This giant spiral disk of stars, dust and gas is 170,000 light-years across, or nearly twice the diameter of our Milky Way galaxy. (Credit for Hubble Image: NASA, ESA, K. Kuntz (JHU), F. Bresolin (University of Hawaii), J. Trauger (Jet Propulsion Lab), J. Mould (NOAO), Y.-H. Chu (University of Illinois, Urbana), and STScI)

Galaxies are gravitationally bound collections of stars, planets, gas, dust, dark matter and other objects, including black holes. They represent the standard "building blocks" of large-scale structure in the universe. Galaxies group hierarchically into clusters of galaxies and superclusters. These groupings in turn comprise larger structures of long, luminous filaments and sheets of galaxies, separated by gaping voids containing few galaxies. In general, galaxies come in three broad shapes and sizes: giant ellipticals, spirals, and small dwarfs. Astrophysicists study phenomena such as the mergers of galaxies, star formation rates and the influences from supernovae and black holes to understand the development of these and other galactic types over cosmic history. Cosmologists, meanwhile, use the evolution of the large-scale structures composed of galaxies to probe how the universe has changed since the Big Bang 13.8 billion years ago. A topic of major interest is the distribution of dark matter, which corresponds to the location of superclusters and filaments. Another is the effect of dark energy, which is accelerating the universe's expansion as evidenced by the speed of distant galaxies receding from our own galaxy, the Milky Way.

Shining a Light on Dark Galaxies

The sky around the quasar HE0109-3518
Oct 05, 2012

Dark galaxies – galaxies with few if any stars and made predominately of dense gas – have been impossible to detect directly until now. Members of an international team of astronomers discuss their discovery and the place these galaxies hold in the universe.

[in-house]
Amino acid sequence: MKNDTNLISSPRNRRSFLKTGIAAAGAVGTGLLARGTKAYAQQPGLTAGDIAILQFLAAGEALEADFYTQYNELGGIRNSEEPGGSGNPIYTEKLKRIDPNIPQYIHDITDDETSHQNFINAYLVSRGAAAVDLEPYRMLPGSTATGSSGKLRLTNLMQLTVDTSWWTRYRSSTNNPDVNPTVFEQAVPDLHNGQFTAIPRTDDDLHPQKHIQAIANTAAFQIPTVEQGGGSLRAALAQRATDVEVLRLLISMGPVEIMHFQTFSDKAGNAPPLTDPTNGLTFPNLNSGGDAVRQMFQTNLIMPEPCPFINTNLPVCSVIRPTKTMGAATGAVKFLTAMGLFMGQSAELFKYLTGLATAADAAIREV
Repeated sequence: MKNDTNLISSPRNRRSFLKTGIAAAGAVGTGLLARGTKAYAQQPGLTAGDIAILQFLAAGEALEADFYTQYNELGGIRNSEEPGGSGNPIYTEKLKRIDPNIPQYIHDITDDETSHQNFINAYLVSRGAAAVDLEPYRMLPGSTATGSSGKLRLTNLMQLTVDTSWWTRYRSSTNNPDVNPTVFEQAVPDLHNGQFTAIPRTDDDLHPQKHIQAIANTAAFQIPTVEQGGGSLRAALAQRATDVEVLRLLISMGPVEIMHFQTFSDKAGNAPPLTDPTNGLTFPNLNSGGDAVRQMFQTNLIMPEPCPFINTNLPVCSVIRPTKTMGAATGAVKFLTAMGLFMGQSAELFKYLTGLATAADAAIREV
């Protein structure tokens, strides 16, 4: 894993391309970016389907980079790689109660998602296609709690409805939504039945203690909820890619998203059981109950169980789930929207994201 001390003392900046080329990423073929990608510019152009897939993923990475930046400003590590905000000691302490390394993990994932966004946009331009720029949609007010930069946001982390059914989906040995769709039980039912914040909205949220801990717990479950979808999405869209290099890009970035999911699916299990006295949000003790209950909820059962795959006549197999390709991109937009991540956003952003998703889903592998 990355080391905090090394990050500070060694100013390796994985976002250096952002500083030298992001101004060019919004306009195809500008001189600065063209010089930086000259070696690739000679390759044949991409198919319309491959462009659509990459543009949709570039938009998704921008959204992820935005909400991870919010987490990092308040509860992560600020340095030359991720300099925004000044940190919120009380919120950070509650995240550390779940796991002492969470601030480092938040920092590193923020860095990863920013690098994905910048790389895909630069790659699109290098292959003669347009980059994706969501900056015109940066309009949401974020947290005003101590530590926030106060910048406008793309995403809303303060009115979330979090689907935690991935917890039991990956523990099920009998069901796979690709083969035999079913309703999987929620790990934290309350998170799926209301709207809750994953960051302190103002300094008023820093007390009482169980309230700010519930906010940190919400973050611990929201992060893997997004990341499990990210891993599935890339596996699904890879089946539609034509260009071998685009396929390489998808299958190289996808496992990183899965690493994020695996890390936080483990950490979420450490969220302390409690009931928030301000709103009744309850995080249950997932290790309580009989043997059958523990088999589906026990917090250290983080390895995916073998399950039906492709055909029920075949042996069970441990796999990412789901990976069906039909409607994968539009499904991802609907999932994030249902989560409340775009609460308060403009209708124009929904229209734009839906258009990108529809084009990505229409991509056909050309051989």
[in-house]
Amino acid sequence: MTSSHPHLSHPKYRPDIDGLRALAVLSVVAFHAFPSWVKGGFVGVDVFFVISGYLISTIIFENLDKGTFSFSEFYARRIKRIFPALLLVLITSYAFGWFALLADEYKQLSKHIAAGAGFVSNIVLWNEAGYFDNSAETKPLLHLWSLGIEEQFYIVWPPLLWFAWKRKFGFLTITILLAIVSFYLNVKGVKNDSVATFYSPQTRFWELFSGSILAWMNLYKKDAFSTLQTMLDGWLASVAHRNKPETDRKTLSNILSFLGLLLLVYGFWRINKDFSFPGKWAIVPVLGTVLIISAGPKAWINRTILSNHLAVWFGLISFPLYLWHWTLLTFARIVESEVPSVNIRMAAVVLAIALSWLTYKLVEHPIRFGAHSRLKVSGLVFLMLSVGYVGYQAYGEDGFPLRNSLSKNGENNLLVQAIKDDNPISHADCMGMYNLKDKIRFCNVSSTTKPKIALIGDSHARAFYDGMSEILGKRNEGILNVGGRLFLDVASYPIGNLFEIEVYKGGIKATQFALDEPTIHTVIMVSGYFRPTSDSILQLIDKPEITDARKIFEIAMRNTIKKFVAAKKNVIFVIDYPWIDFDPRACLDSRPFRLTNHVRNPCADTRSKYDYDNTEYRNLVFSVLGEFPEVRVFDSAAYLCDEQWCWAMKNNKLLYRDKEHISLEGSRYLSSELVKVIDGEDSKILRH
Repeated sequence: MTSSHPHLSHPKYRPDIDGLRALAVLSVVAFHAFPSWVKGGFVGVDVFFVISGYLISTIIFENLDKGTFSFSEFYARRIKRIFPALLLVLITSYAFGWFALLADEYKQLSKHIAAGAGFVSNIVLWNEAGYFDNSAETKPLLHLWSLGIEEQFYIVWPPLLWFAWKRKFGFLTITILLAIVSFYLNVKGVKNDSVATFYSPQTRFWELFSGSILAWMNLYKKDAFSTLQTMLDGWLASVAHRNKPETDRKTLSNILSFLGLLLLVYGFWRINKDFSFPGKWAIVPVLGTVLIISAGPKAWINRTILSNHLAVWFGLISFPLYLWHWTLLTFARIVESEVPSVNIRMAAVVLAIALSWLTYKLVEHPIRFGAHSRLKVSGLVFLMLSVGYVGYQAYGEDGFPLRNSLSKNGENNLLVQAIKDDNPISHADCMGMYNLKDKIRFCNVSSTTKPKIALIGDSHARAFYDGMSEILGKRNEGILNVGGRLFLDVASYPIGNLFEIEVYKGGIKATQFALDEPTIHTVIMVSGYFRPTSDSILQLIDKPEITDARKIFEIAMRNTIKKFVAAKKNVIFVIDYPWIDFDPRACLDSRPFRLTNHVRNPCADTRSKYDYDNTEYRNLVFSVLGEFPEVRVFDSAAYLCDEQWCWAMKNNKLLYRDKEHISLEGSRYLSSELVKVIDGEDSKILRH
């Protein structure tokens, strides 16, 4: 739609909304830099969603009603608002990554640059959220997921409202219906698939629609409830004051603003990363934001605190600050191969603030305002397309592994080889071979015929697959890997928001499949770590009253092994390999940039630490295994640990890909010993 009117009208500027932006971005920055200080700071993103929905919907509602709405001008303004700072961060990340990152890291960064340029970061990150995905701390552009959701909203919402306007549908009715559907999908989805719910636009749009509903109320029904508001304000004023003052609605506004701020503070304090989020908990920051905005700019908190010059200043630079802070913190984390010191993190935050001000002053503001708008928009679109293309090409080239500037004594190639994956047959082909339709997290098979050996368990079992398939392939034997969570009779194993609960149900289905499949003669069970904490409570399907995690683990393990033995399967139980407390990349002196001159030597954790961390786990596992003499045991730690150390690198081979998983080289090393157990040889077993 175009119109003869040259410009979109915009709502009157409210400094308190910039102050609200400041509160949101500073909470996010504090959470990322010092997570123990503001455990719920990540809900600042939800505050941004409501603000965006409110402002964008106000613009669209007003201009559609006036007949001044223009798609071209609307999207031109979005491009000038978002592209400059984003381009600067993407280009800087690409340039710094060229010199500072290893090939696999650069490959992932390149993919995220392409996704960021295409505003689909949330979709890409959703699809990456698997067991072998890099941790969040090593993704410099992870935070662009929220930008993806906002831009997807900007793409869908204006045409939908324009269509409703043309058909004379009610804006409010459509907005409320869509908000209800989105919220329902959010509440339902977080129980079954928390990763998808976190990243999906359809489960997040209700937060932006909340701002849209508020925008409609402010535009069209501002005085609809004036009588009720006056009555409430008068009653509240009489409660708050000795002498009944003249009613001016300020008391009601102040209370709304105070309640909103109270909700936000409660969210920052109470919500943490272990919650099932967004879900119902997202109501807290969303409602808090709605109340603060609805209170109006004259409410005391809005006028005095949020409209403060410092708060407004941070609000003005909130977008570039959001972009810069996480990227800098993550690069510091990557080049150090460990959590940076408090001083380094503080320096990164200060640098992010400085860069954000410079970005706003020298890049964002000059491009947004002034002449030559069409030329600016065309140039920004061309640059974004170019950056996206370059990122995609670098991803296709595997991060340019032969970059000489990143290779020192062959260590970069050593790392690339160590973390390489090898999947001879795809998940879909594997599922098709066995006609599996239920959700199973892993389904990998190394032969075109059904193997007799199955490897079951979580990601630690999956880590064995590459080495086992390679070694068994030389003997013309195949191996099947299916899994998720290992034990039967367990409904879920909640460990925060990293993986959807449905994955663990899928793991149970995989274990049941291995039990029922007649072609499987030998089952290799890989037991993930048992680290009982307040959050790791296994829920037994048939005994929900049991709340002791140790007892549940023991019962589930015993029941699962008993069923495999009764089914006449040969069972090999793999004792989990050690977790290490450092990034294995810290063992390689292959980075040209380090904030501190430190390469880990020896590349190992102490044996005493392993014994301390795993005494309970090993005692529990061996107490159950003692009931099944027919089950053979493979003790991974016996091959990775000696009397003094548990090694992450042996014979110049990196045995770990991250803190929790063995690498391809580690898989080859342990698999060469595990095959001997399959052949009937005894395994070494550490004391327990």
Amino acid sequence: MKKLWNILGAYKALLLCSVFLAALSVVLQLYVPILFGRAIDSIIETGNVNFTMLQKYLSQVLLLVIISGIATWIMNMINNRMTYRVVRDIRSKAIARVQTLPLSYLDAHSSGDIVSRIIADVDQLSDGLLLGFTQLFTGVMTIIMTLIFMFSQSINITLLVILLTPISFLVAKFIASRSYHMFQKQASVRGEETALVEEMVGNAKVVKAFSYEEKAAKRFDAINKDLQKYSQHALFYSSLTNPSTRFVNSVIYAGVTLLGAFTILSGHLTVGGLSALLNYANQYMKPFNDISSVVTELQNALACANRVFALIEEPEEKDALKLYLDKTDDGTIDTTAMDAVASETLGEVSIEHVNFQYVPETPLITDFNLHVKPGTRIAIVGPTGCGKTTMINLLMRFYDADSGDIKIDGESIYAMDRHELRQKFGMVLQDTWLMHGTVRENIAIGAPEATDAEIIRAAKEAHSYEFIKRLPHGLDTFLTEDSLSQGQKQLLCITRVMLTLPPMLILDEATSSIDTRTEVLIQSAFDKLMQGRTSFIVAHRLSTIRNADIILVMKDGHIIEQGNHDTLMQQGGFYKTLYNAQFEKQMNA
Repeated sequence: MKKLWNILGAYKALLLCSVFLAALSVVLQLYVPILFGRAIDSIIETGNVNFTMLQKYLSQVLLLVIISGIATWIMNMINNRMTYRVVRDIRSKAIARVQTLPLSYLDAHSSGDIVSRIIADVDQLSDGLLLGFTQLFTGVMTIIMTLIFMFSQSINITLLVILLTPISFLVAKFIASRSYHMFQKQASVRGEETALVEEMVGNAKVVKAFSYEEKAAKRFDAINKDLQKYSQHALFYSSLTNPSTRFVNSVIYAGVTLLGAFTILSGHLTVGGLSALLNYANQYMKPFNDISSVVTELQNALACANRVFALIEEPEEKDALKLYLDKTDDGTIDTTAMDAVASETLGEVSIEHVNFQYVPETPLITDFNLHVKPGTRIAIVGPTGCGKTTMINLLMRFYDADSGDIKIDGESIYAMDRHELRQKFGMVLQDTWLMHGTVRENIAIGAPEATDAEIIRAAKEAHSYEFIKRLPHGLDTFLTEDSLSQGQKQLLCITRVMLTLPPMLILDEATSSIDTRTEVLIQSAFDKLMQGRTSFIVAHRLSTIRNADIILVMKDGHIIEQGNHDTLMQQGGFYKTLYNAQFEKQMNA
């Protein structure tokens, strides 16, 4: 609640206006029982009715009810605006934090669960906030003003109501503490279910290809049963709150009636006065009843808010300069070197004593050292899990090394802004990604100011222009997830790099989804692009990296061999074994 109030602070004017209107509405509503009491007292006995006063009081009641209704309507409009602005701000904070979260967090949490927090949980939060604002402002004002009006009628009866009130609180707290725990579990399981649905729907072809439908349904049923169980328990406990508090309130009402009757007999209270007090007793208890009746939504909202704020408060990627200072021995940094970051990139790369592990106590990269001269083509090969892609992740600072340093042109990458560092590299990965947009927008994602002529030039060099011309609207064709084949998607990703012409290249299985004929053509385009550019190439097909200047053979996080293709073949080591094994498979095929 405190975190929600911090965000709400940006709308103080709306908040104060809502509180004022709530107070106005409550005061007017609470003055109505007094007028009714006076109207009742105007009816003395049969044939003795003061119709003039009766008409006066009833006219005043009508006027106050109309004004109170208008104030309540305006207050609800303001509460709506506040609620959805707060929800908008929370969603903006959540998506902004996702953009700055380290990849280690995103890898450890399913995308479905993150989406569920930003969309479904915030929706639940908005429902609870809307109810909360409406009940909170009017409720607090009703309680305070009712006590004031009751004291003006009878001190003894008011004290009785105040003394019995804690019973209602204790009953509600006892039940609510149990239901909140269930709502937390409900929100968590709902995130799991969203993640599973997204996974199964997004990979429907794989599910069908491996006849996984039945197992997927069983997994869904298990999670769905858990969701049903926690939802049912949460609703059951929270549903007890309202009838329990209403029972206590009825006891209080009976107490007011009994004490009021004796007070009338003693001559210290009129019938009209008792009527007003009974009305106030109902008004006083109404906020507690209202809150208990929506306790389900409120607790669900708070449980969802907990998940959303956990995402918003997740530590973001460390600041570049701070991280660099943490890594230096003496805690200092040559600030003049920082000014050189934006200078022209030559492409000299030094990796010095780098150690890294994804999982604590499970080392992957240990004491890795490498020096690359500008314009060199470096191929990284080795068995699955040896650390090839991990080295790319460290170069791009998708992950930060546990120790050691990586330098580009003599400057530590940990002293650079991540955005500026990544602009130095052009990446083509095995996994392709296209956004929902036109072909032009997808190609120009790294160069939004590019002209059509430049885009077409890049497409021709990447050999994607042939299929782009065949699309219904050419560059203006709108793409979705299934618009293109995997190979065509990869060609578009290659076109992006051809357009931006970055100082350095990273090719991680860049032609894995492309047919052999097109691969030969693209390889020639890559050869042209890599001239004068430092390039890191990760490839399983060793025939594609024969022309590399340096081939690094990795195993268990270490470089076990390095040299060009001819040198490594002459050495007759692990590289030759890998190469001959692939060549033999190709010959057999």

Spotlight Live: Hubble's eXtreme View

Sep 26, 2012

Pascal Oesch, a Hubble Fellow at the University of California at Santa Cruz, and Michele Trenti of the Kavli Institute of Cosmology, University of Cambridge, discuss the Hubble telescope deepest ever image of the universe.

Phoenix Rising: A Galaxy Cluster That's Breaking Cosmic Records

Pheonix cluster
Aug 13, 2012

On the eve of their NASA press conference, Michael McDonald, Kavli Institute for Astrophysics and Space Research at MIT, and Bradford Benson, Kavli Institute for Cosmological Physics, University of Chicago, discuss the discovery of the Phoenix Cluster -- a galaxy cluster for the record books.

"Dark Matters" - Incredible Simulations of an Invisible Universe

Jul 06, 2012

At the Kavli Institute for Particle Astrophysics and Cosmology, scientists are using massive computer simulations to create 3-D movies that reveal the mysteries of the universe in ways that almost let you reach out and grasp entire galaxies... and from any angle.

Now, Brought to the Big Screen by Astrophysicists at KIPAC: the Universe

Apr 20, 2012

Dramatic 3-D videos, created from actual data, bring to life the origins of the universe... And are now playing on screens at KIPAC, as well as museums in San Francisco and New York.

Searching For The First Stars

Feb 16, 2012

As astronomers detect ever more distant galaxies, they are homing in on some of the first sources of light in the universe. Researchers hope new instruments and observational techniques will reveal how the first stars and galaxies brought the young universe out of its dark ages and into the light.

Kavli Institute for the Physics and Mathematics of the Universe, University of Tokyo

Feb 06, 2012

On February 8th in Japan, the University of Tokyo (Todai) announced that The Kavli Foundation had established an endowment for the university’s Institute for the Physics and Mathematics of the Universe (IPMU). With the endowment, the Institute also became the 16th Kavli institute worldwide – the sixth in astrophysics, third in theoretical physics, and the first to be established in Japan.

Risa Wechsler: Shedding Light on the Dark Side

Ruth Weschler
Apr 09, 2010

Risa Wechsler, a member of the Kavli Institute for Particle Physics and Cosmology (KIPAC) at Stanford University, has a career path that has led to three Kavli institutes and one program, giving her particularly extensive roots in the Kavli community.


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